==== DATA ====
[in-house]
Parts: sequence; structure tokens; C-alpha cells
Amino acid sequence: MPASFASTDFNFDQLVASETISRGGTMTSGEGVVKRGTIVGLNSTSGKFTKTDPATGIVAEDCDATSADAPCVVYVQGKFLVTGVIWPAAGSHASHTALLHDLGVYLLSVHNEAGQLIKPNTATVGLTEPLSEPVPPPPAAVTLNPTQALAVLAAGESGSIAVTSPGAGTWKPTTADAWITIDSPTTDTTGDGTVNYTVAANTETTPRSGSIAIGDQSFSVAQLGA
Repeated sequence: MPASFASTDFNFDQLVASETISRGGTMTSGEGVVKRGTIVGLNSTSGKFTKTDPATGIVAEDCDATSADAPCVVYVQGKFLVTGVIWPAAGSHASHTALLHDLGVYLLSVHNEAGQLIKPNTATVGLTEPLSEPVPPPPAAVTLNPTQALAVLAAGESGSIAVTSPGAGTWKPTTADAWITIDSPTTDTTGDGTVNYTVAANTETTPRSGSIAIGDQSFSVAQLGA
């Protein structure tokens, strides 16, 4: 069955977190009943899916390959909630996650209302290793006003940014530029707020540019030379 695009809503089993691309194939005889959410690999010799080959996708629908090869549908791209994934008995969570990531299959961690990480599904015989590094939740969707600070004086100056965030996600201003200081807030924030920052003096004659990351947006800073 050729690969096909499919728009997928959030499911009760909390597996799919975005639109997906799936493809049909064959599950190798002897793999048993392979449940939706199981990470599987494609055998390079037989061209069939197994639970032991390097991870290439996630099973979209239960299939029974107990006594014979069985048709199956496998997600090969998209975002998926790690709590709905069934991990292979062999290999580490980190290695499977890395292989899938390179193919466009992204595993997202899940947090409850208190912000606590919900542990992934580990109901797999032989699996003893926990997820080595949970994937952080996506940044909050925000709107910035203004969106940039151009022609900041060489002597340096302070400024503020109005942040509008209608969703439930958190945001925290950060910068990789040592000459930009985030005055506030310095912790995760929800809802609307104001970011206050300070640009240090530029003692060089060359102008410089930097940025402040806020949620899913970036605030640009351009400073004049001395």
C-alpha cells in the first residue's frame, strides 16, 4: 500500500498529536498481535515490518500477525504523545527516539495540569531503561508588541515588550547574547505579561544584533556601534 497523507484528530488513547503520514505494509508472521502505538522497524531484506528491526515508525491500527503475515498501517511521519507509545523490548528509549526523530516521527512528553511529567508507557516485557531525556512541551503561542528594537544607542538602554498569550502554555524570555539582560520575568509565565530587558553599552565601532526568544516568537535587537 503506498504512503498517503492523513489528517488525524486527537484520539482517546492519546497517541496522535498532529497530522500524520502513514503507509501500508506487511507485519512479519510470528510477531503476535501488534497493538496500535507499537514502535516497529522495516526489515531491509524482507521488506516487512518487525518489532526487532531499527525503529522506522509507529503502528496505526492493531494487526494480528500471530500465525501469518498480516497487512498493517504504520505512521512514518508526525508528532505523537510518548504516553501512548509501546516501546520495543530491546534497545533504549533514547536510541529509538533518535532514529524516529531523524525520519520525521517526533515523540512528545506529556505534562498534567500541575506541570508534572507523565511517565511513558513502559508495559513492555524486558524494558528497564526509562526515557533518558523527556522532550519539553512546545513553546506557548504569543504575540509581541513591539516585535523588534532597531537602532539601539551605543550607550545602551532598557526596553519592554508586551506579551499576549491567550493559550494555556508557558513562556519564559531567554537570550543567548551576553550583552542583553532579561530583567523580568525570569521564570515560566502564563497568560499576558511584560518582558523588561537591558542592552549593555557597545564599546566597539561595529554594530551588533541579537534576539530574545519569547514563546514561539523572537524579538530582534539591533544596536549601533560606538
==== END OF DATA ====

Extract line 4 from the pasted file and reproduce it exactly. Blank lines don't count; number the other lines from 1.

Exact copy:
Repeated sequence: MPASFASTDFNFDQLVASETISRGGTMTSGEGVVKRGTIVGLNSTSGKFTKTDPATGIVAEDCDATSADAPCVVYVQGKFLVTGVIWPAAGSHASHTALLHDLGVYLLSVHNEAGQLIKPNTATVGLTEPLSEPVPPPPAAVTLNPTQALAVLAAGESGSIAVTSPGAGTWKPTTADAWITIDSPTTDTTGDGTVNYTVAANTETTPRSGSIAIGDQSFSVAQLGA